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Maven Peal: Zeeta amp with variable wattage

Maven Peal Zeeta combo at Chapin Guitars - $3950 - "Winner of Guitar Player magazine's coveted editors pick award, this 15 combo brings new level of meaning to the term OVERBUILT. 10 guage (that's roughly 1/8 inch thick) steel chassis,Large torroidal transformer for the power supply, Massive transformer given it's power rating and all hi-fi grade componets.It even comes Stock with a Flight case. A resonant all pine cabinet is built to fine furniture specs. 12" Celestion Alnico blue speaker. Amazing Sag circuit manipulates the sound and FEEL of different types of amps while making this baby simply SING with sustain (really, I mean mondo sustain).Wattage control varies from the full tilt 15 down to 2 watts keeping the tone all the way. Granted it is pretty pricey. but monster tone at small club to bedroom/studio volumes and INSANE build quality you have to expect it doesn't come cheap. Is it Overkill? You have to make that call yourself. Sound samples due around Mid August...Stay Tuned."

http://www.delphion.com/details?pn=US05909145 -- patent

Variable-SPL amp from Maven Peal

An amplifier without the Sag Circuit is like a car with only one gear.

The Zeeta Amplifier

The Zeeta is an unprecedented 15 watt 1x12 combo. This maverick amp beautifully showcases 1960 Deluxe circuitry alongside the modern Sag Circuit design, introducing two new knobs, Sag control and Wattage control.

Sag Control allows you to control voltage sag, or power amp distortion. Lower amounts of sag give the amp a harder feel and brighter sound, while higher amounts of sag fatten up the sound and make the amp very responsive to your touch. In essence, you are getting a range of different amps all rolled into one very versatile package. This is the only amplifier that makes these claims from power amp, not from the preamp. The difference is organic and well, phenomenal.

Wattage control allows you to control the number of watts the power amp is capable of producing. This knob allows you to overdrive the power amp at whatever volume level is appropriate for the venue you are in. The Wattage control also allows you to adjust the mix between the level of power amp distortion and the level of speaker distortion.

This control is not a Master Volume control or any other preamp gimmick--but actual control over the power amp. Wattage control also allows you to adjust the mix between the level of power amp distortion and the level of speaker distortion. [this could very well be a built-in conventional power attenuator, after the output transformer -- or an approach like London Power's Power Scaling - Michael]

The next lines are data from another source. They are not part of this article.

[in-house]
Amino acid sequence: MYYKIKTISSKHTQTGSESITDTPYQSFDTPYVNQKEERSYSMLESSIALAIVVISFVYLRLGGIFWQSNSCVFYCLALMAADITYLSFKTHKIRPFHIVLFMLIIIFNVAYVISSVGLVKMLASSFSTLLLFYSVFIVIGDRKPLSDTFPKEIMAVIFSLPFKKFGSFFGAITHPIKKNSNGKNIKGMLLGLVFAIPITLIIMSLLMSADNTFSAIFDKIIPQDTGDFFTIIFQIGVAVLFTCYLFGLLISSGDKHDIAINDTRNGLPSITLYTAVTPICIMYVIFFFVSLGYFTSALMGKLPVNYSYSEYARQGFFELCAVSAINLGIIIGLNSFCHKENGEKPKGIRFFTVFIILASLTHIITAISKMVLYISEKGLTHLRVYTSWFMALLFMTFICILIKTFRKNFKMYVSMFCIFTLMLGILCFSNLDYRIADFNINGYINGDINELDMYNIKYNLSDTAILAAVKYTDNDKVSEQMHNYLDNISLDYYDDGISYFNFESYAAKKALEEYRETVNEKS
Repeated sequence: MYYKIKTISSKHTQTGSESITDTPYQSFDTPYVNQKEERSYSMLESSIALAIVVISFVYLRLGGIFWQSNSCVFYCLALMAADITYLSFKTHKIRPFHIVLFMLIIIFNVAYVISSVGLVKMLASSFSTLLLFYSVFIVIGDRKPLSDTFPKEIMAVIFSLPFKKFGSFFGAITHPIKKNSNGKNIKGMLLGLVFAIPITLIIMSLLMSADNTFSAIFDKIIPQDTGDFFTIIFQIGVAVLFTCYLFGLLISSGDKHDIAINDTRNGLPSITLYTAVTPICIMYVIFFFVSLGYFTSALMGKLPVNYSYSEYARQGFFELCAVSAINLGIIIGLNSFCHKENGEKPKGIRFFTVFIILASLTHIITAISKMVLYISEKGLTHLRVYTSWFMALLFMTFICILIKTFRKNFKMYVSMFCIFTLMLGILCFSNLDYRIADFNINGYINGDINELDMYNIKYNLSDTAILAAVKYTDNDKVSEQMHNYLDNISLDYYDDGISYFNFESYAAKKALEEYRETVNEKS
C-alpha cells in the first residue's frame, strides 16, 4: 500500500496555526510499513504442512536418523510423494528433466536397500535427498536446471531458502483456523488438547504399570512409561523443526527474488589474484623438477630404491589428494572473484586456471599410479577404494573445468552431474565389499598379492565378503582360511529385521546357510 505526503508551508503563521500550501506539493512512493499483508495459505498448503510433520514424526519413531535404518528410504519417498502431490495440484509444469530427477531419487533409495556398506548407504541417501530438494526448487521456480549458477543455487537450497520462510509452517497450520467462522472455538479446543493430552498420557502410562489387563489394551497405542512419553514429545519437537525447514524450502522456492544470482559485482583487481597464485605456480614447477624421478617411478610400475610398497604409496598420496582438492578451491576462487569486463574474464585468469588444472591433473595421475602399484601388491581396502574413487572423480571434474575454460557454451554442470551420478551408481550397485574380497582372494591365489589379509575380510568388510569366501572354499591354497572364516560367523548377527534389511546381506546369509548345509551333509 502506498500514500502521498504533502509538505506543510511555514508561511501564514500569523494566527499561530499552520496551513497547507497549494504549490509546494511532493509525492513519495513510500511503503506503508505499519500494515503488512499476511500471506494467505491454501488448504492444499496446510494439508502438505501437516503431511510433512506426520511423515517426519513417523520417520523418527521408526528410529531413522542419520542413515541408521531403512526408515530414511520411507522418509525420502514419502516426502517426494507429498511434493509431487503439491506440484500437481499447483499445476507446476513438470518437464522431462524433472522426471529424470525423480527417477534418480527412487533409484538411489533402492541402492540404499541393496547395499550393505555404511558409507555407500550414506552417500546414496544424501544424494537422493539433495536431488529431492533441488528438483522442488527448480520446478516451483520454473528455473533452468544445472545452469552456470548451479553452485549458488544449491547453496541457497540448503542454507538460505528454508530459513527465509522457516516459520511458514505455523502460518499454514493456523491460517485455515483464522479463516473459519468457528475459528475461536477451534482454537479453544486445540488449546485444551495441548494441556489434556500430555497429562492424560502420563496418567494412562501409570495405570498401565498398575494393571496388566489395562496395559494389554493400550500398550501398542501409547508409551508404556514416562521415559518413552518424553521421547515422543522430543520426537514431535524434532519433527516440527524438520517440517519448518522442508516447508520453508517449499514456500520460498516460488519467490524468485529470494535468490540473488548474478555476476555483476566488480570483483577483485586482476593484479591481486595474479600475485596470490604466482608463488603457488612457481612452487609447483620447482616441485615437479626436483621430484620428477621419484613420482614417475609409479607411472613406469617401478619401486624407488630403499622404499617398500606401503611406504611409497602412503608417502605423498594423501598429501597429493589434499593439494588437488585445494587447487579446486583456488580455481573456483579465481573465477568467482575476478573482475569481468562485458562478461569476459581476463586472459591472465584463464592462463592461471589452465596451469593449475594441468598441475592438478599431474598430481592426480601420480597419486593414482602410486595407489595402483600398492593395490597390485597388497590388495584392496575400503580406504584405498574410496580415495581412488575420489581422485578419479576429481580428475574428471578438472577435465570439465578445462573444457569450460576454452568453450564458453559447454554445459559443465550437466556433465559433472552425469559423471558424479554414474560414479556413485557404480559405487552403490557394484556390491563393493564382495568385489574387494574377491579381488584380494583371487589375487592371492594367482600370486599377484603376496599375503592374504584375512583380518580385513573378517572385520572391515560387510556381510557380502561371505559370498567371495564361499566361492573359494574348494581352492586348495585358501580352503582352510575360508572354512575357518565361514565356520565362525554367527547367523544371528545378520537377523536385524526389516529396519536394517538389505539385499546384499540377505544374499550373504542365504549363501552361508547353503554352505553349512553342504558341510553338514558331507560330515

Additional Zeeta benefits include:

Infinite sustain, even at 2 watts

No power supply hum (essential for recording sessions and just plain easier on the ears). Freedom from varying wall voltages

High gain that cleans up nicely by backing off on guitar volume (and/or touch)

Alongside the Sag and Wattage controls, you'll find a signal path similar to a three knob tweed Deluxe with two inputs, two volume controls and one tone control.

This amp boasts the following production features:

Celestion Blue Alnico speaker (rated #1 in the August 1999 issue of Guitar Player)

$3,950 includes flight case

news release at Harmony Central

newsgroup postings about zeeta

Lord Valve's review from AGA NG:

Lord Valve Speaketh:

I finally found time to sit down with Dave Zimmerman's Maven Peal "Zeeta" amp today. Most of the regulars here know Dave as the designer of the Maven Peal Sag Circuit, a sandy little number that emulates rectifier tube sag (and then some) as well as provides power scaling for the output stage of a tube amp. An interesting side effect is that it makes for a *totally* hum-free DC supply. (I consider this to be more useful than the "sag" feature, but WTF do *I* know...I'm an organist. ;-) This article is going to deal mainly with the construction, circuitry, and physical appearance of the amp, rather than the tone and playability. I'll do a post on how it sounds later, when I can get opinions from five or six local guitar pickers, one of whom is my assistant technician. (Scooter Barnes, who, as soon as he figures out he ain't gettin' paid by the note, will be one of the finest pickers on the planet.)

The Zeeta comes with its own high-quality roadcase; it was delivered (upside-down, I might add...you'd figure the fact that the handles will kill the shit outta your hands in this position mighta given the delivery driver *some* kind of a clue) by FedEx in early December. I was swamped with the usual Christmas retail crap, so, after we played it for 5 minutes to make sure it wasn't DOA, we just put it back into the case and let it rot until today. When we gave it the initial checkout, we discovered that the mike input was *way* noisy...probably a bad tube, I thought. I called Dave up and gave him the low-down, and he said he was sending us an upgraded mil-spec ceramic-body IC to install in place of the consumer-grade part that was currently in the power supply. (He knew I was going to take his baby apart and lick all the pieces, so why not upgrade...right?) At any rate, the Zeeta impressed us (me and Scooter and Lady Valve) as a really solid-looking piece of gear. Pretty, too.